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Very recently, on May 6, a team of Chinese scientists rappelled into a giant sinkhole hiding a forest at the bottom. According to the Xinhua news agency, the sinkhole is about 192 meters deep (630 feet). The team of speleologists and spelunkers found that there are three entrances to the sinkhole and ancient trees standing 40 meters tall (131 feet).
This sinkhole was discovered in Guangxi Zhuang Autonomous Region, situated near Ping’e village of Leye county and about 30 sinkholes have been discovered in the area so far. George Veni, the executive director of the National Cave and Karst Research Institute (NCKRI) in the U.S, explained to Live Science:
“Because of local differences in geology, climate and other factors, the way karst appears at the surface can be dramatically different. So in China you have this incredibly visually spectacular karst with enormous sinkholes and giant cave entrances and so forth. In other parts of the world you walk out on the karst and you really don't notice anything. Sinkholes might be quite subdued, only a meter or two in diameter. Cave entrances might be very small, so you have to squeeze your way into them.”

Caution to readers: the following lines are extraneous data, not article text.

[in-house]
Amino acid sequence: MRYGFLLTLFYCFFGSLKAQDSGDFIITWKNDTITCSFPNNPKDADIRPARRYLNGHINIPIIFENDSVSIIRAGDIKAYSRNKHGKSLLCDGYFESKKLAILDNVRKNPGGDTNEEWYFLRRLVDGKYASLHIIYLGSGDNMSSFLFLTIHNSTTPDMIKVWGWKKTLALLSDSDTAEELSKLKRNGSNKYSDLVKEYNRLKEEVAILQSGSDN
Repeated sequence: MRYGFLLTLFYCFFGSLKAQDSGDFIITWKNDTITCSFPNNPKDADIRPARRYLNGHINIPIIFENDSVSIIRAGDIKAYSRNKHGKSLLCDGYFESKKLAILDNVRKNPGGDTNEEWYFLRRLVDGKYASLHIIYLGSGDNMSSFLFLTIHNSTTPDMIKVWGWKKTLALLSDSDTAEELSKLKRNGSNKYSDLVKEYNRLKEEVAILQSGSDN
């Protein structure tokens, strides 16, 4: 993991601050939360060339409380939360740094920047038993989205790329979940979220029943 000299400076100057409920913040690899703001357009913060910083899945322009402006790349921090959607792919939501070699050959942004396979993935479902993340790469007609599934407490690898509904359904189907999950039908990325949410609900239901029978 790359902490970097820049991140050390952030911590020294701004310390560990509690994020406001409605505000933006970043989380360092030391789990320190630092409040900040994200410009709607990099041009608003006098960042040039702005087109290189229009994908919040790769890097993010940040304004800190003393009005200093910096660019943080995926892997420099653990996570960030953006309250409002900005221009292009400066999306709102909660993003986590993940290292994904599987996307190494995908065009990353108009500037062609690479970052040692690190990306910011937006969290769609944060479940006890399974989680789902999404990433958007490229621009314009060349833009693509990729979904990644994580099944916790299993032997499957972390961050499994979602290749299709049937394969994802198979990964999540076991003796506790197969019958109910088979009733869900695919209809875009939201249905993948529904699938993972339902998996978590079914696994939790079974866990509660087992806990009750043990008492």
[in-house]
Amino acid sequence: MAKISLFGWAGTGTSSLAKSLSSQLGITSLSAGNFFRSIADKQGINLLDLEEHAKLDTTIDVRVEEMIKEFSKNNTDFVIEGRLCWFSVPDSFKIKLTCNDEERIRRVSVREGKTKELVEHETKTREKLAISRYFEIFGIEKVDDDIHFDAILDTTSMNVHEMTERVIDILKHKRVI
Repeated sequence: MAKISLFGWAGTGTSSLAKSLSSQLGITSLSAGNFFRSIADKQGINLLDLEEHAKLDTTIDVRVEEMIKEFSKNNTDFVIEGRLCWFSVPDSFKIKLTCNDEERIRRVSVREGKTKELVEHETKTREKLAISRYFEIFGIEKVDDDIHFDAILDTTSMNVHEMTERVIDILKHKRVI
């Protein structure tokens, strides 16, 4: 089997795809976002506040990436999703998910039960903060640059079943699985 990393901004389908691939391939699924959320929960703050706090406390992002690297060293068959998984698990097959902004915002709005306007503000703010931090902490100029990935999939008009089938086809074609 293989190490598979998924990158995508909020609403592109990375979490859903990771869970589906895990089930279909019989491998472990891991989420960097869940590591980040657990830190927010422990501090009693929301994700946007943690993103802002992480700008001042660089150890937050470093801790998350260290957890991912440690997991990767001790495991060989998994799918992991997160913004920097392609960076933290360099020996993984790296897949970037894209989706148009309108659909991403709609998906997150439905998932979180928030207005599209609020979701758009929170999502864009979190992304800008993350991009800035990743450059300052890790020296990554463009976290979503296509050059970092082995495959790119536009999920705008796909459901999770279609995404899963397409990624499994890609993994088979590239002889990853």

Chen Lixin, who led the cave expedition team, explained to Xinhua that the dense undergrowth of the floor of the sinkhole reached as high as a person's shoulder. According to Veni, karst caves and sinkholes alike can provide oases for life. Besides finding an ancient forest, new species not known before could be hiding at the bottom of the sinkhole.
"I wouldn't be surprised to know that there are species found in these caves that have never been reported or described by science until now," Lixin said.